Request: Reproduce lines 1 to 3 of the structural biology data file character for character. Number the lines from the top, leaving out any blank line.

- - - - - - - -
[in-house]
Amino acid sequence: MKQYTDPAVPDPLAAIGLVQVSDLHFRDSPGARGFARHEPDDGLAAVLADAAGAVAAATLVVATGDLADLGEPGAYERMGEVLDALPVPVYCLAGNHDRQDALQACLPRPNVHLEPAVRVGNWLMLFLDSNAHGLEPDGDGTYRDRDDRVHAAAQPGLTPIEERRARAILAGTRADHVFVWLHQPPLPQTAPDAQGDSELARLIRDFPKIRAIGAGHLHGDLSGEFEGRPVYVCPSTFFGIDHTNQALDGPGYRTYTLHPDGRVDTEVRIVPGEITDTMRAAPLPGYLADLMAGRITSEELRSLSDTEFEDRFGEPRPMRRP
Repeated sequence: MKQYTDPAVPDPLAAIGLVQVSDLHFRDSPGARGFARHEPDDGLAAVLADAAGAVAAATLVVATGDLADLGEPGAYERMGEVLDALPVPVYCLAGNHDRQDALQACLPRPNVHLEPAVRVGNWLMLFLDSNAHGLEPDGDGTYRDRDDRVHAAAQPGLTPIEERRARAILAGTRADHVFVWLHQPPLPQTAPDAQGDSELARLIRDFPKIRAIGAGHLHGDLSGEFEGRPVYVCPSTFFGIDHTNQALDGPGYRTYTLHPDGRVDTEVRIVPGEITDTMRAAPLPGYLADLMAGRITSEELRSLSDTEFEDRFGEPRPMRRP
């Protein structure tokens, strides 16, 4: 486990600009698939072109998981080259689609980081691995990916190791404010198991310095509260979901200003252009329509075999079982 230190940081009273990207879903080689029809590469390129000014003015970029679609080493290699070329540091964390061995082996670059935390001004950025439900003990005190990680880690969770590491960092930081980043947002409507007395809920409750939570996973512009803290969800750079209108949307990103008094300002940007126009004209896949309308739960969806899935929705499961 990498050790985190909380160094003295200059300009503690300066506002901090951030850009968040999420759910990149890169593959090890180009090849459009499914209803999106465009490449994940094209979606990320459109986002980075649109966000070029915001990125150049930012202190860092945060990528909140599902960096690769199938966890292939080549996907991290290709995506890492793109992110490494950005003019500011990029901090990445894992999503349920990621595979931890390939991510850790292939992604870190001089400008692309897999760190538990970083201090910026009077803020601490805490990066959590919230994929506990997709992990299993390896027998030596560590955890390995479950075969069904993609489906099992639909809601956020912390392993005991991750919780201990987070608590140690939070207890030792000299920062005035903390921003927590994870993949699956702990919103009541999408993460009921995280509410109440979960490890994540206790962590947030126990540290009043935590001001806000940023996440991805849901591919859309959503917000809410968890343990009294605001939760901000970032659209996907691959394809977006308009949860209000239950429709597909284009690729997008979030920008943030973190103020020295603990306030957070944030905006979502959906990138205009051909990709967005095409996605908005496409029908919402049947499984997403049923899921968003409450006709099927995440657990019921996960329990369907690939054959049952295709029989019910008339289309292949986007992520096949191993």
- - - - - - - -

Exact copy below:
[in-house]
Amino acid sequence: MKQYTDPAVPDPLAAIGLVQVSDLHFRDSPGARGFARHEPDDGLAAVLADAAGAVAAATLVVATGDLADLGEPGAYERMGEVLDALPVPVYCLAGNHDRQDALQACLPRPNVHLEPAVRVGNWLMLFLDSNAHGLEPDGDGTYRDRDDRVHAAAQPGLTPIEERRARAILAGTRADHVFVWLHQPPLPQTAPDAQGDSELARLIRDFPKIRAIGAGHLHGDLSGEFEGRPVYVCPSTFFGIDHTNQALDGPGYRTYTLHPDGRVDTEVRIVPGEITDTMRAAPLPGYLADLMAGRITSEELRSLSDTEFEDRFGEPRPMRRP
Repeated sequence: MKQYTDPAVPDPLAAIGLVQVSDLHFRDSPGARGFARHEPDDGLAAVLADAAGAVAAATLVVATGDLADLGEPGAYERMGEVLDALPVPVYCLAGNHDRQDALQACLPRPNVHLEPAVRVGNWLMLFLDSNAHGLEPDGDGTYRDRDDRVHAAAQPGLTPIEERRARAILAGTRADHVFVWLHQPPLPQTAPDAQGDSELARLIRDFPKIRAIGAGHLHGDLSGEFEGRPVYVCPSTFFGIDHTNQALDGPGYRTYTLHPDGRVDTEVRIVPGEITDTMRAAPLPGYLADLMAGRITSEELRSLSDTEFEDRFGEPRPMRRP